Roman Emperor (284-305); the last systematic persecution of Christians took place towards the end of Diocletian's reign
Edict of Milan
issued by Constantine in 313, ended the "great persecution" and legalized Christianity in the Roman Empire
The Roman emperor who made Christianity the official religion of Rome
Warlike people who migrated from Eastern Europe into territory controlled by Germanic tribes, forcing them to move into areas controlled by Rome
first invading group to sack Rome
East Goths, driven westward by the Huns, a Germanic tribe that attacked Rome in 476 AD. The Leader was Odoacar, who kicked out the last Roman Emperor.
the last emperor in the western Roman Empire; overthrown in 476
King of Ostrogoths, opposed odacer, raised imperial court and made goths and romans live together, moved capital to Ravenna
one of a group of Germanic tribes who invaded and destroyed territory in the Roman Empire
Germanic barbarian leader who ended the western Roman Empire in 476 and became the first barbarian ruler of Italy (434-493)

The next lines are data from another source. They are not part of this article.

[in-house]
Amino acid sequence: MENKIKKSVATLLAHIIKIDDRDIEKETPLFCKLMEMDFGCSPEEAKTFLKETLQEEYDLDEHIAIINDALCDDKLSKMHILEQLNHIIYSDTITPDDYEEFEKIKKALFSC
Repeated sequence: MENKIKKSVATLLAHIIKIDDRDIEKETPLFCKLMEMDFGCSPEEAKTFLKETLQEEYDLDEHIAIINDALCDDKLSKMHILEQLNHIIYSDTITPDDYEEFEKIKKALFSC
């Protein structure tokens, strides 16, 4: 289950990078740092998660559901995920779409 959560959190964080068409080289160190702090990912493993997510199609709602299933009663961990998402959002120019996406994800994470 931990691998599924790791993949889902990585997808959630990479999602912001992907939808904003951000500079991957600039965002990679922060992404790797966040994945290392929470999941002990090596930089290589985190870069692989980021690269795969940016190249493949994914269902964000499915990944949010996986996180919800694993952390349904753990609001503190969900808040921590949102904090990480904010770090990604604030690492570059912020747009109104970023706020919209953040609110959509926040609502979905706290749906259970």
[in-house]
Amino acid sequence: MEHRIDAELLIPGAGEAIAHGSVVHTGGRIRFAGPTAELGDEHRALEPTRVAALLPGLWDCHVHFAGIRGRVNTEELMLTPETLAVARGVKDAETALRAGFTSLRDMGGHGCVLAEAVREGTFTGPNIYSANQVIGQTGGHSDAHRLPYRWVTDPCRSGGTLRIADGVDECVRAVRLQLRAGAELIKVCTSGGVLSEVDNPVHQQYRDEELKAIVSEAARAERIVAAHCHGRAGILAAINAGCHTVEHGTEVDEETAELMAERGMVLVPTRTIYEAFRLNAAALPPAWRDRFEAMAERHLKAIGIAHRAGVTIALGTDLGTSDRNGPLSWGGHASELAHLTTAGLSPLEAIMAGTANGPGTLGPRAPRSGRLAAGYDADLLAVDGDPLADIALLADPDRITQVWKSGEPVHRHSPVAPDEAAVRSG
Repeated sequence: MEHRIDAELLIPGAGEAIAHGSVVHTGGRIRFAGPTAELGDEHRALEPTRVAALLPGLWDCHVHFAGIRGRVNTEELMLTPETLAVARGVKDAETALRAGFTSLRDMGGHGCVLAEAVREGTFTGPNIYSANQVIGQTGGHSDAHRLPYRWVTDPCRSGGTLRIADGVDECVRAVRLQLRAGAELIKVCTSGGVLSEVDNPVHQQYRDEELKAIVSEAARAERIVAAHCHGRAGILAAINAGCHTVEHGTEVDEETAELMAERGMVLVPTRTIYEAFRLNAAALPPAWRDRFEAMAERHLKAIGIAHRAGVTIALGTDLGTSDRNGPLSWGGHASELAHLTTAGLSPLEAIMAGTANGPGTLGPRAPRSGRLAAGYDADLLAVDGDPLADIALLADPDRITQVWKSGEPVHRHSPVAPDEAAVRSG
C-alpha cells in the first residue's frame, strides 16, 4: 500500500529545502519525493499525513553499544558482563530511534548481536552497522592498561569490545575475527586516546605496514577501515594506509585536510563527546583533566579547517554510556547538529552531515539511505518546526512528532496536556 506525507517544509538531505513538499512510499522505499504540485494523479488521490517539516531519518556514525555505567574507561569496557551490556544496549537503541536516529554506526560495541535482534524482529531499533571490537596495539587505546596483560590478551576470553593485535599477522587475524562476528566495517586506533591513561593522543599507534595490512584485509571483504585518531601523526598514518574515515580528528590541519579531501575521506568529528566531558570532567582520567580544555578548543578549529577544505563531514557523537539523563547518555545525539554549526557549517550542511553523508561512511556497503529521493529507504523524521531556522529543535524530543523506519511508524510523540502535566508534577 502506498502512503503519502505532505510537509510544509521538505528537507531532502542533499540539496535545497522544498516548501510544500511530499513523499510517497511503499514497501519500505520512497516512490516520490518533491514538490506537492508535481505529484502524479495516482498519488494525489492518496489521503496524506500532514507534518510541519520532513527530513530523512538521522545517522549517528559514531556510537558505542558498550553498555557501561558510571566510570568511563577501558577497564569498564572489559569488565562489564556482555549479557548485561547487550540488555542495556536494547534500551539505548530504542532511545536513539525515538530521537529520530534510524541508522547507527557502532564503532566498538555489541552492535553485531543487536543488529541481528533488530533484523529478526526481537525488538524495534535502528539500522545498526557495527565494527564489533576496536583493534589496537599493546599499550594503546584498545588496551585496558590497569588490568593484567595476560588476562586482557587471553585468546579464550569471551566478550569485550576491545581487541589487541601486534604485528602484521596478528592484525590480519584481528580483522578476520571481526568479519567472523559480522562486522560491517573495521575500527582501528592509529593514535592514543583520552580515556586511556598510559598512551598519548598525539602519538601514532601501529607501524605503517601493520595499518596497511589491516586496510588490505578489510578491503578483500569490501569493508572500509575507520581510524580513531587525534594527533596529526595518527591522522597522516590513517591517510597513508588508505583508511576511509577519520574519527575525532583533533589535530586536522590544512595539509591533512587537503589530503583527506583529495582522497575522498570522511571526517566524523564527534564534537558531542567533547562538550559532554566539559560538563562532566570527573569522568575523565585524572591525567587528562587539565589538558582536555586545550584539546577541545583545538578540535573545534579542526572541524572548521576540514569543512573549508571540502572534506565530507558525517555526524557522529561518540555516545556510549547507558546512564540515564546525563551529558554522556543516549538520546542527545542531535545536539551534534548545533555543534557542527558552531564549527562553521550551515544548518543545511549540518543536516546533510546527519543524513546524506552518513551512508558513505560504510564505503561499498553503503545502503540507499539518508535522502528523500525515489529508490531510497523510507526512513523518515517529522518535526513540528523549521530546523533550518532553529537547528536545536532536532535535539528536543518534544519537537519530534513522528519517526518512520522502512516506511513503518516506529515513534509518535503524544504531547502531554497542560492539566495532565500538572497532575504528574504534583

group of Germanic people who rose to prominence under the leadership of King Clovis
King of Franks; conquered Gaul; earned support of Gaul and Church of Rome by converting; Ruled lands in Frankish custom but kept Roman legacy
the Frankish commander for the battle of Tours. He defeated the Muslimsin the Battle of Tours, allowing Christianity to survive throughout the Dark Ages. He in a way started Feudalism by giving land to his knights that served for him.
an ancient form of trial in which an accused person cold call 11 people to swear to their belief in his innocence
a primitive method of determining a person's guilt or innocence by subjecting the accused person to dangerous or painful tests believed to be under divine control
a belief that rejects the orthodox tenets of a religion
A church district controlled by a bishop
Council of Nicaea
Christian council that met in 325 to determine the question of the trinity; decided on the divinity of all three persons.
early teaching of the church that was heretical by saying that Jesus was not God but created by God